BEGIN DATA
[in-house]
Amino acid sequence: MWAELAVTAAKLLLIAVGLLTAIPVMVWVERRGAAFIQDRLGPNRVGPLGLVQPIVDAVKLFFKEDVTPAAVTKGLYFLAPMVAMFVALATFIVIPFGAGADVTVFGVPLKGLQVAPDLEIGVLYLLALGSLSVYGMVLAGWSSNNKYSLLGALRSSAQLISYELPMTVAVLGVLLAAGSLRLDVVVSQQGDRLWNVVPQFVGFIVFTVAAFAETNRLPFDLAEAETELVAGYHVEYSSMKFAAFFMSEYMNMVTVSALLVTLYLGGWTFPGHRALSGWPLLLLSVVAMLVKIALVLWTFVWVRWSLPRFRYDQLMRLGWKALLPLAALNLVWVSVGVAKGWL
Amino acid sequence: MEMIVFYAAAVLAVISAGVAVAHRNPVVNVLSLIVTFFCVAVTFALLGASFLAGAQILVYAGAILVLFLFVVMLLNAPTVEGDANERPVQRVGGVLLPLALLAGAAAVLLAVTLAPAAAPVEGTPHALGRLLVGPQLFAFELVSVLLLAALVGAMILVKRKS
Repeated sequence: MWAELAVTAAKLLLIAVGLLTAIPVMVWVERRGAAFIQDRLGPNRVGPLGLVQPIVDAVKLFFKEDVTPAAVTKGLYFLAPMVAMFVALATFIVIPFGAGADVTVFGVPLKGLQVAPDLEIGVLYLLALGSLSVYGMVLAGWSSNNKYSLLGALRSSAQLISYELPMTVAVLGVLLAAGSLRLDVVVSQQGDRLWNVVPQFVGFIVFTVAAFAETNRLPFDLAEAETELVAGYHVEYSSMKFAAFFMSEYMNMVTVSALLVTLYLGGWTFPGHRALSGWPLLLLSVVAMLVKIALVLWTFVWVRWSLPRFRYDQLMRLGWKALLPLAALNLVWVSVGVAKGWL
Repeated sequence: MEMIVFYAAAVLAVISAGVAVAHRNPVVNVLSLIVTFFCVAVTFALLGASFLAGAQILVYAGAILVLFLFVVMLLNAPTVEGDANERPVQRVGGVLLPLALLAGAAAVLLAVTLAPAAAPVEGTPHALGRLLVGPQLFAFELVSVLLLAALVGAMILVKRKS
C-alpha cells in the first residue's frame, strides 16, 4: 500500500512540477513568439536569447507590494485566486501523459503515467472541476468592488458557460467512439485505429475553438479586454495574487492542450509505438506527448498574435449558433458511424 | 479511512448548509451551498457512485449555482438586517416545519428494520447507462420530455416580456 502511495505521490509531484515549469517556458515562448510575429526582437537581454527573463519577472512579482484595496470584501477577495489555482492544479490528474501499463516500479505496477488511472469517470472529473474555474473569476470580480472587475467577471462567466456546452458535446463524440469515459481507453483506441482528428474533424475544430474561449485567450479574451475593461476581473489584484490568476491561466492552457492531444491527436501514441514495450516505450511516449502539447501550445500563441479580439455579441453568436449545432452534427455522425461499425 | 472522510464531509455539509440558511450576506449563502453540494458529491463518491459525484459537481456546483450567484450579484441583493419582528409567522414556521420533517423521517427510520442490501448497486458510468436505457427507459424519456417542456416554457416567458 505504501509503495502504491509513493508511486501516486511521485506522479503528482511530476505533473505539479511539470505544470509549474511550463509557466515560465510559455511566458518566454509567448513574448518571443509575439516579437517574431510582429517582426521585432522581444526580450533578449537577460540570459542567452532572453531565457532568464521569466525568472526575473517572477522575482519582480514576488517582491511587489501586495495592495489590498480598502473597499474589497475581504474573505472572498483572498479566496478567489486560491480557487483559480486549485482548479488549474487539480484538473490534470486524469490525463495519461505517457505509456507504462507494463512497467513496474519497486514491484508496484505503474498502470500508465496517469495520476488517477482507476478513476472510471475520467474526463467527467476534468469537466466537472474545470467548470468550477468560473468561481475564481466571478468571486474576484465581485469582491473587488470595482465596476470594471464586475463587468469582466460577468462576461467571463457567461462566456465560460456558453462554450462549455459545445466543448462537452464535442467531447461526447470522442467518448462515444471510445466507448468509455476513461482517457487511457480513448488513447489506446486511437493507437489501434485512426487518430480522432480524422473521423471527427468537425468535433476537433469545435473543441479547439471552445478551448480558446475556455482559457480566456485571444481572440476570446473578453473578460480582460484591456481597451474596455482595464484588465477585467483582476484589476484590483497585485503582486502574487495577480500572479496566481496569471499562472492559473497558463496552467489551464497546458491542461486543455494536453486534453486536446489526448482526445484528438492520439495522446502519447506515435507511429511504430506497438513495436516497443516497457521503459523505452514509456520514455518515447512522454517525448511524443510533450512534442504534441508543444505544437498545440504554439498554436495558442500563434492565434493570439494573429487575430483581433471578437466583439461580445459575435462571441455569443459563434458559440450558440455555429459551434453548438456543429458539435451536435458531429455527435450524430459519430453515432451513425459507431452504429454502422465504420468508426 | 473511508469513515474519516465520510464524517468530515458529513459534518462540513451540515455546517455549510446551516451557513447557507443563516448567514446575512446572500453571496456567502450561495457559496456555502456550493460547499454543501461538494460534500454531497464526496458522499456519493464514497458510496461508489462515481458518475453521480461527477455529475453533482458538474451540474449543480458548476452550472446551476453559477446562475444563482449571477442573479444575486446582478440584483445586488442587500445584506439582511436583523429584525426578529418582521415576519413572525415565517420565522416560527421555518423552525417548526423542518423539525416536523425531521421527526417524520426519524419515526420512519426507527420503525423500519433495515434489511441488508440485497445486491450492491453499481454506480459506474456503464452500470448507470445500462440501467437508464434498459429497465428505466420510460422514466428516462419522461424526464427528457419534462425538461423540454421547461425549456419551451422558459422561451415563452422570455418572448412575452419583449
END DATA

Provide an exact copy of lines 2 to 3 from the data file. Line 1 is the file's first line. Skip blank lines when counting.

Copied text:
Amino acid sequence: MWAELAVTAAKLLLIAVGLLTAIPVMVWVERRGAAFIQDRLGPNRVGPLGLVQPIVDAVKLFFKEDVTPAAVTKGLYFLAPMVAMFVALATFIVIPFGAGADVTVFGVPLKGLQVAPDLEIGVLYLLALGSLSVYGMVLAGWSSNNKYSLLGALRSSAQLISYELPMTVAVLGVLLAAGSLRLDVVVSQQGDRLWNVVPQFVGFIVFTVAAFAETNRLPFDLAEAETELVAGYHVEYSSMKFAAFFMSEYMNMVTVSALLVTLYLGGWTFPGHRALSGWPLLLLSVVAMLVKIALVLWTFVWVRWSLPRFRYDQLMRLGWKALLPLAALNLVWVSVGVAKGWL
Amino acid sequence: MEMIVFYAAAVLAVISAGVAVAHRNPVVNVLSLIVTFFCVAVTFALLGASFLAGAQILVYAGAILVLFLFVVMLLNAPTVEGDANERPVQRVGGVLLPLALLAGAAAVLLAVTLAPAAAPVEGTPHALGRLLVGPQLFAFELVSVLLLAALVGAMILVKRKS